Pascal: Everything You Need to Know About Nvidia’s GTX 1080 and 1070

After two years of anticipation, the GeForce 10 series has finally arrived. This last week Nvidia CEO Jen-Hsun Huang took Dreamhack's stage to debut the GTX 1080 and GTX 1070. Technology and PC enthusiasts have been talking non-stop since.

There's a lot to be said about Nvidia's Pascal line of cards. We'll go over all the details below.


The GTX 1080 is notably powerful. Previously, the GTX 980Ti was the benchmark for top-tier, attainable performance. The GTX 1080 outperforms that card by around 20% to 30% depending on which benchmark you look at with a whopping 9 teraflops of single precision floating-point processing power. It was recently shown running Doom 4 on Ultra settings at over 150 frames per second, something no other graphics card can achieve. This performance is even better if you're talking about virtual-reality games thanks to new software that Nvidia has created.

The Founder's Edition will launch first and comes with a reference design. The May 27th date that you've been hearing is exclusive to the Founder's Edition. The Founder's Edition uses a reference design, which means that it will expel air through the back I/O shield. Reference designs tend to be preferable for multi-GPU setups since they don't blow hot air out into the case, but they also don't cool as well as non-reference designs. Unless you are antsy to get your hands on a new graphics card, you may want to wait until early May when manufacturers such as Gigabyte, ASUS, and MSI are confirmed to be debuting their non-reference designs.

Pricing is a touchy subject. The GTX 1080 in particular was debuted at $599. However, leaks indicate that you may not be able to find a GTX 1080 at that price point during the next few months. Thanks to the multi-billion cost of developing Pascal and what is sure to be relentless demand, The $699 price point of the Founder's Edition model is likely to spill over to its competing non-reference competitors. Cross your fingers.

Efficiency in virtual reality is a key feature. Nvidia has crafted what is called simultaneous multi-projection, which is a fancy way of saying that Pascal cards will be able to render only what a virtual reality headset sees, rather than rendering a huge, flat image and then morphing it into the frame of the virtual reality screen. This cuts a tremendous volume of wasted pixel processing that has stressed even the most powerful Maxwell graphics cards. Put simply, this single feature is going to have huge benefits in virtual reality space.

Nvidia is making a virtual reality game. It's called VR Funhouse, and it's not too dissimilar from Valve's The Lab where there are a handful of mini-games available for play. These mini-games focus on showcasing technology, especially advanced physics processing. It will be available for free in the near future.

Many consider the GTX 1070 to be the the more impressive option. At nearly half the price, the smaller brother of the two is a very compelling option that most are considering to be much better value, similar to how the GTX 970 was perceived when compared to the GTX 980. It will be capable of processing 6.5 teraflops of single-precision floating point each second, which is much higher than the GTX 970's 4.7 teraflops. Unless AMD releases something truly spectacular with Polaris, it appears that Nvidia is prepared to sell millions of its new product.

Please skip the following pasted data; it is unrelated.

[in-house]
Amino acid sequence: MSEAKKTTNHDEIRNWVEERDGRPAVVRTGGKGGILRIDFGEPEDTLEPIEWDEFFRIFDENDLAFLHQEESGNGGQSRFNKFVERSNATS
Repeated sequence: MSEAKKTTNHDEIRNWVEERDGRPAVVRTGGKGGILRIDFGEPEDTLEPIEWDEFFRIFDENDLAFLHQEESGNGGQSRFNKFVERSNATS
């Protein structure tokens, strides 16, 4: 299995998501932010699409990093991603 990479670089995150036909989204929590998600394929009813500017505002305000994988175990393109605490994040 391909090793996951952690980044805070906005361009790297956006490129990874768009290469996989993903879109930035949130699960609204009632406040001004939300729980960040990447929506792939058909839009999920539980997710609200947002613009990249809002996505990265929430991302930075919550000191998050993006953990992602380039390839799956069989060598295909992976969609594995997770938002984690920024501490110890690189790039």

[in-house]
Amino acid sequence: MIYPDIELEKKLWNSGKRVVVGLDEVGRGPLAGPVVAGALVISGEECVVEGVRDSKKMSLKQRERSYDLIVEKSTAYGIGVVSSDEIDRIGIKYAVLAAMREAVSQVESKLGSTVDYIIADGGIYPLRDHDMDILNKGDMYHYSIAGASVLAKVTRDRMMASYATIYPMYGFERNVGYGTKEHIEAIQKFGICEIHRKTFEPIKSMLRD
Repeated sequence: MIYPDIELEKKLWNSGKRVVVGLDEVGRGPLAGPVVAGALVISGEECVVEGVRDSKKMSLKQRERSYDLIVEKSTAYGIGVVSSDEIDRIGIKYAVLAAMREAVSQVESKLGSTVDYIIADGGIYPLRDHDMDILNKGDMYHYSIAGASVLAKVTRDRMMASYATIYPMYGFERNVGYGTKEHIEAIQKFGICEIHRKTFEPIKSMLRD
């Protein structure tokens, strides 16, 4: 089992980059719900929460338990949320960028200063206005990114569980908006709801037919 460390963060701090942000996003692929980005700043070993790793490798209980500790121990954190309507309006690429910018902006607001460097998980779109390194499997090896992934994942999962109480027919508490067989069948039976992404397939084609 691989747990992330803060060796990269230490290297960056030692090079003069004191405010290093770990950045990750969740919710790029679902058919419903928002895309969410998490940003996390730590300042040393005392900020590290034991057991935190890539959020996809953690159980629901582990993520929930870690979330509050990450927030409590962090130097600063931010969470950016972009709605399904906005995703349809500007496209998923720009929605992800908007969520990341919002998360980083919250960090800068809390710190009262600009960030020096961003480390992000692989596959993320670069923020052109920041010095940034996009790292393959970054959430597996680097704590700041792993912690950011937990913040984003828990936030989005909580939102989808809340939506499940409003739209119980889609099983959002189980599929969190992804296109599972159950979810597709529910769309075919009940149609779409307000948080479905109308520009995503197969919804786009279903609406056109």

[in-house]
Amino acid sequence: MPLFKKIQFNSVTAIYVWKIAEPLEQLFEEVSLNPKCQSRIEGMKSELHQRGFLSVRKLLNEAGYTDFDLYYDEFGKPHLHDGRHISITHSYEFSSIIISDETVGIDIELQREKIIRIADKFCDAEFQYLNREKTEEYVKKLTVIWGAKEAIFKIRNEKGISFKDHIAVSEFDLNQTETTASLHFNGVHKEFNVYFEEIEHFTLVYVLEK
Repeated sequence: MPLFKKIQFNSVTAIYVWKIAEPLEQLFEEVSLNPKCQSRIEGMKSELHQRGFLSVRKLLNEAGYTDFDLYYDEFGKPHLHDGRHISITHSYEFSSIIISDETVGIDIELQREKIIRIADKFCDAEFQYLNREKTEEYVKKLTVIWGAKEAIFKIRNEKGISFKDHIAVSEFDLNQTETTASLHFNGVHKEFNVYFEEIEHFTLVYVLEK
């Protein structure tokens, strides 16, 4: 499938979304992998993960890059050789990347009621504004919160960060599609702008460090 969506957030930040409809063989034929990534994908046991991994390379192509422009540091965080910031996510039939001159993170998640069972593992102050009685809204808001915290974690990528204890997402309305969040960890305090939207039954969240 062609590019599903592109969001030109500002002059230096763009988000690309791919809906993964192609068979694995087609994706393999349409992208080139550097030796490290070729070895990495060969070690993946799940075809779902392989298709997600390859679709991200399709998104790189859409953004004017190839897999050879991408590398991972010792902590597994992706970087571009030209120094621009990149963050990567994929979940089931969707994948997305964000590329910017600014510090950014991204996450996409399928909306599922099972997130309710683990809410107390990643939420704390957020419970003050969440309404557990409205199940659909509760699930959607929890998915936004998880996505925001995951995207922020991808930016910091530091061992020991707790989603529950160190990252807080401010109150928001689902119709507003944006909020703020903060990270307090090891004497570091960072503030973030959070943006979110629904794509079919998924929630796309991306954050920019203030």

8GB VRAM is the new standard. Both the GTX 1080 and GTX 1070 will come equipped with 8GB of video memory. In the case of the GTX 1080, it will have 8GB of GDDR5X, which is said to be even faster than the GDDR5 that graphics cards have been using for many years. This large pool of video memory shows that Nvidia is aware of how memory intensive higher resolutions are, let alone virtual reality. 4K gaming is going to be a thing soon.

Running on a 16nm process. Pascal is a small chip technology that was engineered to be a drop in size when compared to previous generations. At 16nm, it is very power efficient, and thus will generate less heat than Maxwell. As a result of this efficiency, both the GTX 1080 (180W) and GTX 1070 (150W) will only require a single 8-pin for power.

A solution for multi-monitor gamers. Nvidia has developed simultaneous multi-projection, which will allow consumers who use multiple monitors to see visuals without distortion/morphing. This will utilize multiple viewports to correctly display at the angle at which your side monitor(s) are angled. It was best described as "looking through a window".

Screenshots are getting some love. Ansel is a new piece of game capture software that will allow you to take highly customized screenshots. You will be able to move your perspective around game worlds, increase the resolution to absurd levels of clarity, and even snap virtual reality images to share with anyone who has a virtual reality headset on desktop or mobile.

The ports. VGA is dead. The reference cards will have 3x display port 1.4, 1x HDMI 2.0b, and 1x DVI. If you plan to purchase one a Pascal card soon, you may want to make sure that your cabling is ready.

AMD is ready to compete. Many PC enthusiasts have been anticipating AMD's widely hyped Polaris launch. This new generation of cards is expected to be very powerful and compelling. Not much has leaked about the cards, so there's no telling how they will fare against Nvidia's line. That said, they are said to launch at the end of May, so we won't be waiting long to find out.